I emphatically believe the opposite. Data collection, storage, and manipulation is ever becoming easier. The only actual choice is between a society where we're lied to about surveillance, or one where surveillance is generally available. https://www.amazon.com/Transparent-Society-Technology-Betwee... laid out the case for this over 20 years ago.
Here are the realistic choices.
On the one hand, we can create any set of rules we want on paper. We can get governments to officially support it. We can be frustrated as those same governments do it ineffectively. And then watch as the rules meant to curtail monopolies get caught by regulatory capture and are manipulated to support the very organizations that they are theoretically supposed to punish. (Seriously, do you expect any secret service to not take advantage of what is possible? Have you heard of Snowden?)
Or we can choose the path recommended in https://www.amazon.com/Transparent-Society-Technology-Betwee..., accept that surveillance is real. And put the tools in the hands of the masses. This is already happening. See https://asherkaye.medium.com/do-you-know-this-man-7836e54abc... for a story of how a random person in a random photo was tracked down by an internet stranger using reverse image search with facial recognition. And the tools are only getting better and harder to stop over time.
I personally hate both futures. But I hate the first one more. And I see people like you as unwitting pawns who are creating the first of those two futures. And your unwillingness to understand how things actually work, combined with your certainty that you've got the moral high ground, makes you an easily manipulated true believer.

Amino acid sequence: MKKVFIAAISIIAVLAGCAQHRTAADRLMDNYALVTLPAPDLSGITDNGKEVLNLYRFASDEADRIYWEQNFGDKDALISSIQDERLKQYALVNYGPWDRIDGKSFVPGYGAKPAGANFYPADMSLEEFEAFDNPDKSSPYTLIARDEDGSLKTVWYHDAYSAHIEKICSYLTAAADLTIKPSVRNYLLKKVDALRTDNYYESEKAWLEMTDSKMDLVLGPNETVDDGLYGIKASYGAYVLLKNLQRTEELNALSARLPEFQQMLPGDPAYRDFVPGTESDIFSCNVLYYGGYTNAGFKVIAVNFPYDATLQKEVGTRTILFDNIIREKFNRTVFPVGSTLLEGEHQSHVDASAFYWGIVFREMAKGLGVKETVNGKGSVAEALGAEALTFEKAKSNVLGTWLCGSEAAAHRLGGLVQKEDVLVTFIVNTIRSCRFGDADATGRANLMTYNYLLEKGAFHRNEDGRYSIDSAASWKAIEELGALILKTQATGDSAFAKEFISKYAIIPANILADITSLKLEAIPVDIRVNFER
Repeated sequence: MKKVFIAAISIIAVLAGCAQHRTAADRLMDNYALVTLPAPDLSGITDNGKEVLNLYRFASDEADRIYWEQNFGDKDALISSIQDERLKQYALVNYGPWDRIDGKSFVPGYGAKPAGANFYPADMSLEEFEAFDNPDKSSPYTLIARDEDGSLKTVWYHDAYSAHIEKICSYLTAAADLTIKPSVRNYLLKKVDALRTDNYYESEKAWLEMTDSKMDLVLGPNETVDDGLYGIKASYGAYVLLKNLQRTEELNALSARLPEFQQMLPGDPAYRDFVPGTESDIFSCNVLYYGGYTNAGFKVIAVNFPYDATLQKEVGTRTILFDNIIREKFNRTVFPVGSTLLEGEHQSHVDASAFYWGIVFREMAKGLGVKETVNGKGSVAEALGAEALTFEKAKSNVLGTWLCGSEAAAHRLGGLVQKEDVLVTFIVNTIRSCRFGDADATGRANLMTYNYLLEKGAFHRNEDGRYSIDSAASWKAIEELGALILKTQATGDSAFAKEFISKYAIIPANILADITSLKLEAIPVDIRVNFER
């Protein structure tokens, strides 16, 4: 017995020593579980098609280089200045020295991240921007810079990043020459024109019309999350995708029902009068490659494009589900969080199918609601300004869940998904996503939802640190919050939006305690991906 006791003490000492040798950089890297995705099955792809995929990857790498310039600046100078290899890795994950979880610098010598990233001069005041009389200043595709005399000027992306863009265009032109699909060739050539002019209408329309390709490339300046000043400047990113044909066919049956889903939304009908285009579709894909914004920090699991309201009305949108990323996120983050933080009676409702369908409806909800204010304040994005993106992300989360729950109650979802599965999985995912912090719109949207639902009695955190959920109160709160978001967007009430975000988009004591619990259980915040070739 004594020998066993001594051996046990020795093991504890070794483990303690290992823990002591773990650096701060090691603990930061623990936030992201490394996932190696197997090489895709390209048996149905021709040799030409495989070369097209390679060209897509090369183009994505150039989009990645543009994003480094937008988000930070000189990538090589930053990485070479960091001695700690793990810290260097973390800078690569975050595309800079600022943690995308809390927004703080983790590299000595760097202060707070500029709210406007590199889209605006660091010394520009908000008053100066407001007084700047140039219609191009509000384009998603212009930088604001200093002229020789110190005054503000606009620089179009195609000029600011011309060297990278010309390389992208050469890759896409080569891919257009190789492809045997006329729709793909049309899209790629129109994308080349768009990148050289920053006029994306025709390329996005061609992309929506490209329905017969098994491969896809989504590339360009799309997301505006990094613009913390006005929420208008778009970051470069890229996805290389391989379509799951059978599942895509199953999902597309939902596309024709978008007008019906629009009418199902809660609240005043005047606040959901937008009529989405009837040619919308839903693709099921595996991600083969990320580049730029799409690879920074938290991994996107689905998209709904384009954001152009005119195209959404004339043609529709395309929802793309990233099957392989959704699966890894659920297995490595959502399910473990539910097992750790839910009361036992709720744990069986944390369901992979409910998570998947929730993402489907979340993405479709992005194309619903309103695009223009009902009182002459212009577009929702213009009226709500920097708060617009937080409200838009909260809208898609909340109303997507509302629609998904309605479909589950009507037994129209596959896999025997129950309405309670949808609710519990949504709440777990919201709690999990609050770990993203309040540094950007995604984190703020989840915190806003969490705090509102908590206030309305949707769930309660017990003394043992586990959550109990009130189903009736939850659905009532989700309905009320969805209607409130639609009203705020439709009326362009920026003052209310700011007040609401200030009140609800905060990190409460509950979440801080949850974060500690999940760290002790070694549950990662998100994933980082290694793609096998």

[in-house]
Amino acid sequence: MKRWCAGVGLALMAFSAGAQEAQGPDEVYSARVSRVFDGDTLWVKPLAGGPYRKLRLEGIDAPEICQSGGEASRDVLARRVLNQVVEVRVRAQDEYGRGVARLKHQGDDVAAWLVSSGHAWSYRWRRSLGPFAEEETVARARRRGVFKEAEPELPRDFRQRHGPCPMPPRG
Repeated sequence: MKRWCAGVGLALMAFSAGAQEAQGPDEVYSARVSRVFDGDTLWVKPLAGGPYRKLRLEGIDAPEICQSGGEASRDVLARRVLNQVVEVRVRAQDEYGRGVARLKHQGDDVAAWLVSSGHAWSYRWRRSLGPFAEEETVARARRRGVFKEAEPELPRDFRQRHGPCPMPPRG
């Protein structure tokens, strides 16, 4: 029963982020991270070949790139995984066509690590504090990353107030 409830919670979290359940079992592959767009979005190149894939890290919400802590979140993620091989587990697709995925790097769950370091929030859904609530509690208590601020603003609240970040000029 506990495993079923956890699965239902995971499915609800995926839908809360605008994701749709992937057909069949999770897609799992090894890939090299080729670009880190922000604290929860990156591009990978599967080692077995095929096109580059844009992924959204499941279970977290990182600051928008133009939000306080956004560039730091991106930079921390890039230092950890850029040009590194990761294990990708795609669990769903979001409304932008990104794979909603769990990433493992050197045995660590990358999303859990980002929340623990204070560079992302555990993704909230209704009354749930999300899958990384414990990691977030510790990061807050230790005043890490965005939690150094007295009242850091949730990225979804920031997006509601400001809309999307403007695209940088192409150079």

Enjoy your certainty that you're in the right here. I guarantee that you'll have a lot to be upset about in the way that our world is shaping up.
The idea that the surveillance tools are "put in the hands of masses" neglects the part where the "masses" includes corporations that do it better, because they have the ability to pay handsomely thousands of people to make it effective. So rather than accept the defeatist position -- "We are powerless to stop technology," even though surveillance capitalism is a choice, and one that we don't have to accept -- we can choose meaningful laws which restrict those actions. We can choose meaningful laws which change the economic imperatives so that corporations don't profit from tracking and shaping human behavior. Will it be perfect? Absolutely not. Is defeat inevitable? Perhaps. But sitting on the sidelines and choosing not to shape that future because of some sense of foregone inevitability.... that cannot be the future, unless we believe that those now with the ability to shape it (and someone will -- Google, Facebook, or someone else) deserve to have that right without being challenged.
I cannot accept that. I will not be gaslit into believing that I'm 'too concerned' or 'reading too much into it'. This does not have to be our future.